The performance and scalability of a modern web applications is often largely dependent on its ability to process and serve the HTML document.  The production of the HTML document is very often the largest consumer of compute resource on a web application. When more HTML documents are served from cache, less compute resource is consumed and therefore applications become more scalable.

HTML delivery time is also critical to page load time and start render time, being the first object delivered to the browser and a blocker to all other resources being delivered. Generally, serving HTML from cache can cut HTML delivery time to circa 100ms and significantly improve user experience and their perspective of page speed. Customers should seek to understand the cache hit ratio by asset type so developers can specifically target improvements in cache hit rates by asset type. This would result in achieving faster page load times and a more scalable application.

For example, seeking closer to 100% cache hit rates for CSS files, JS files and possibly images would seem appropriate.

As would understanding what cache hit rate is being achieved on the HTML.

[*Snapshots from the section.io portal]

While not all HTML can be served from cache, the configurability of cache solutions like Varnish Cache (commercially available through Varnish Software, section.io and Fastly) and improved HTML management options such as HTML streaming (commercially available from Instart Logic and section.io) have made it possible to cache HTML. In addition, new developer tools such as section.io’s Developer PoP allow developers to more safely configure and deploy HTML caching without risking incidents in production.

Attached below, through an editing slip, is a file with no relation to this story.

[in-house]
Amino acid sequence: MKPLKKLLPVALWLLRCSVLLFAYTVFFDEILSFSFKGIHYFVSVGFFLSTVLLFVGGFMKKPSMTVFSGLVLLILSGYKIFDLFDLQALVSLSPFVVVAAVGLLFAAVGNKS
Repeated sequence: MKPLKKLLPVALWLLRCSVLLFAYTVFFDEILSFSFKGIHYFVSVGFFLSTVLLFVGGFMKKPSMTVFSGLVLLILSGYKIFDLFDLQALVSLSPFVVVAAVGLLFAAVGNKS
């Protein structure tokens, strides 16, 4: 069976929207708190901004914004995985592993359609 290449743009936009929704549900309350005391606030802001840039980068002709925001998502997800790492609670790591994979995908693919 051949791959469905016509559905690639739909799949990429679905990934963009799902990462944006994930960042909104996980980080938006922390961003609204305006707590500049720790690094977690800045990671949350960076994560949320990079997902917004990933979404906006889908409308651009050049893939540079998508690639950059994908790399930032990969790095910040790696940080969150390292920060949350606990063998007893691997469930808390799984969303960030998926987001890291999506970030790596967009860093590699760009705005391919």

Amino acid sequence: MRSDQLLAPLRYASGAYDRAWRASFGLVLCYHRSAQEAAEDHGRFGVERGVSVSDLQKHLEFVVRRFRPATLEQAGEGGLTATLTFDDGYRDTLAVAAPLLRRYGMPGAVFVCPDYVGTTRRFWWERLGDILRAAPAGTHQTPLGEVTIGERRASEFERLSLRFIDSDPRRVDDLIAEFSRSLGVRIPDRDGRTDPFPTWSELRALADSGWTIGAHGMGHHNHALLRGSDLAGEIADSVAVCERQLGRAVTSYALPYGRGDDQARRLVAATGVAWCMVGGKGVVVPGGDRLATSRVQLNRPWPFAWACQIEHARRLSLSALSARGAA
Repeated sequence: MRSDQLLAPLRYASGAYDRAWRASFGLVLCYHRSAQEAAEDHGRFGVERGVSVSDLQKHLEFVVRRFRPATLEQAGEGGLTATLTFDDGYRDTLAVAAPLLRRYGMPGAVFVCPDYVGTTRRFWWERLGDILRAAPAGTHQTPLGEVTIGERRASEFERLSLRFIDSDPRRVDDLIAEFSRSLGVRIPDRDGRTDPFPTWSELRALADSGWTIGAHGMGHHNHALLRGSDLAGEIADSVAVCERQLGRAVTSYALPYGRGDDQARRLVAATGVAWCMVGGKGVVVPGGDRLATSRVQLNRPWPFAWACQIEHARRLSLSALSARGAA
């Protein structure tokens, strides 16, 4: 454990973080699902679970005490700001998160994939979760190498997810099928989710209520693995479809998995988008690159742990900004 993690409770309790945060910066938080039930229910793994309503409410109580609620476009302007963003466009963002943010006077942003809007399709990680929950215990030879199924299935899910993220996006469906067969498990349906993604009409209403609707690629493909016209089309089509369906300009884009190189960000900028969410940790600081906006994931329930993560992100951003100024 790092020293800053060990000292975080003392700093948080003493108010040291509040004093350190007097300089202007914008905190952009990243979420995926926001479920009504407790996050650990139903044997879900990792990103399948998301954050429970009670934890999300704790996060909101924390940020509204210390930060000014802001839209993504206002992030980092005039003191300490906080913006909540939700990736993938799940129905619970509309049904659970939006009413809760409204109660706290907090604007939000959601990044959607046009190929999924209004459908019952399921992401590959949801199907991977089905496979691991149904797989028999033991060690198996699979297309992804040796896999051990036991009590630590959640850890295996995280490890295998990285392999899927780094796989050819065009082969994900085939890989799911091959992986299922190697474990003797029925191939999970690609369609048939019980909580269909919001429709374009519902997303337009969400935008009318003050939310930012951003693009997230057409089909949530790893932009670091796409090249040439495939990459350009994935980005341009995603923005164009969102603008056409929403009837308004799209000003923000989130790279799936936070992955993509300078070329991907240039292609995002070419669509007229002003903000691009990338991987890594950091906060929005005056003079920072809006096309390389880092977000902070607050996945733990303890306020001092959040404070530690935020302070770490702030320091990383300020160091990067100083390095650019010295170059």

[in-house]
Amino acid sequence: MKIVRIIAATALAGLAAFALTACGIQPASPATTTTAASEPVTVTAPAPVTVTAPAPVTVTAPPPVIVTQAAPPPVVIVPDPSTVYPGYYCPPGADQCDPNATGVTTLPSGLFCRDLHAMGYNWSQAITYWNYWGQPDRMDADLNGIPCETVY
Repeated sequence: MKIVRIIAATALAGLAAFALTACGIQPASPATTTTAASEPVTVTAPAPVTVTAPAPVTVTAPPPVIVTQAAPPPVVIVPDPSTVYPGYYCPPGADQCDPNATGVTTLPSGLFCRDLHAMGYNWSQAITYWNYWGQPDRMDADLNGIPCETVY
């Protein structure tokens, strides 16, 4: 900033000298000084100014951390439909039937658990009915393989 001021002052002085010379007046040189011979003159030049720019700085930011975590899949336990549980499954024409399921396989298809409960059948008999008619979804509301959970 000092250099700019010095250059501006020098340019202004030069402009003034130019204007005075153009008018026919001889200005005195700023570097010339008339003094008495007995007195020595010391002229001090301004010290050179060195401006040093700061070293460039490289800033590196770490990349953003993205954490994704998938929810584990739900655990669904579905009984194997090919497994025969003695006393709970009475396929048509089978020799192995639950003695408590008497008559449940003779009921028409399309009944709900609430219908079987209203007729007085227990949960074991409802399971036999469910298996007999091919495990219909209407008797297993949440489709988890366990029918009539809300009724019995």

Many CDNs focus on overall cache hit rate because they do not encourage their users to cache HTML. A 90% cache hit rate may sound high, but when you consider that the 10% of elements not cached are the most compute-heavy, a different picture emerges. By exposing the cache hit ratio by asset type, developers are able to see the full picture of their caching and optimize accordingly. This results in builders and managers of web applications who can more effectively understand and improve the performance, scalability, and user experience of their applications and is where the industry needs to head.

New Report Reveals Low TV Network Brand Recognition among Young Millennials, Here’s What it Means for Business

A new report from ANATOMY entitled, “The Young and the Brandless,”  ranks seven key TV and OTT networks according to their digital performance and brand recognition among young millennials (18-26). The report reveals what raises a TV network brand’s relevance in digital environments.The biggest difference between TV brands with high and low brand recognition is a user